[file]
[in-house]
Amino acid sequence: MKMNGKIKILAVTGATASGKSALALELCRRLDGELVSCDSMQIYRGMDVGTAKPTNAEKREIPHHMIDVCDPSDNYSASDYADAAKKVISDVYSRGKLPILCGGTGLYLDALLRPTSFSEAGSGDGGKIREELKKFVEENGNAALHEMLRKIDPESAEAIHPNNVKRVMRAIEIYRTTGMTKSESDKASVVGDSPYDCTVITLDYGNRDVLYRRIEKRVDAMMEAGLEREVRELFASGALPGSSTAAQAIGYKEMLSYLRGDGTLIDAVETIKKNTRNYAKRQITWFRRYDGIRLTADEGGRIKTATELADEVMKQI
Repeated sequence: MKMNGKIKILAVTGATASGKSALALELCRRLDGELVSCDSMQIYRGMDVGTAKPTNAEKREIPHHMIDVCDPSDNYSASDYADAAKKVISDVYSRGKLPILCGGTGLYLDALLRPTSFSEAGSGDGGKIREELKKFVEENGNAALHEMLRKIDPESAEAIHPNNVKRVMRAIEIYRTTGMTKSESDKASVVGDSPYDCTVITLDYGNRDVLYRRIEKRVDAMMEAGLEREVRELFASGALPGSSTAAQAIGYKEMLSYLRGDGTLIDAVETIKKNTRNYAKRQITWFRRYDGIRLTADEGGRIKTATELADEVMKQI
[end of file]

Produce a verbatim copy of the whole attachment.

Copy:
[in-house]
Amino acid sequence: MKMNGKIKILAVTGATASGKSALALELCRRLDGELVSCDSMQIYRGMDVGTAKPTNAEKREIPHHMIDVCDPSDNYSASDYADAAKKVISDVYSRGKLPILCGGTGLYLDALLRPTSFSEAGSGDGGKIREELKKFVEENGNAALHEMLRKIDPESAEAIHPNNVKRVMRAIEIYRTTGMTKSESDKASVVGDSPYDCTVITLDYGNRDVLYRRIEKRVDAMMEAGLEREVRELFASGALPGSSTAAQAIGYKEMLSYLRGDGTLIDAVETIKKNTRNYAKRQITWFRRYDGIRLTADEGGRIKTATELADEVMKQI
Repeated sequence: MKMNGKIKILAVTGATASGKSALALELCRRLDGELVSCDSMQIYRGMDVGTAKPTNAEKREIPHHMIDVCDPSDNYSASDYADAAKKVISDVYSRGKLPILCGGTGLYLDALLRPTSFSEAGSGDGGKIREELKKFVEENGNAALHEMLRKIDPESAEAIHPNNVKRVMRAIEIYRTTGMTKSESDKASVVGDSPYDCTVITLDYGNRDVLYRRIEKRVDAMMEAGLEREVRELFASGALPGSSTAAQAIGYKEMLSYLRGDGTLIDAVETIKKNTRNYAKRQITWFRRYDGIRLTADEGGRIKTATELADEVMKQI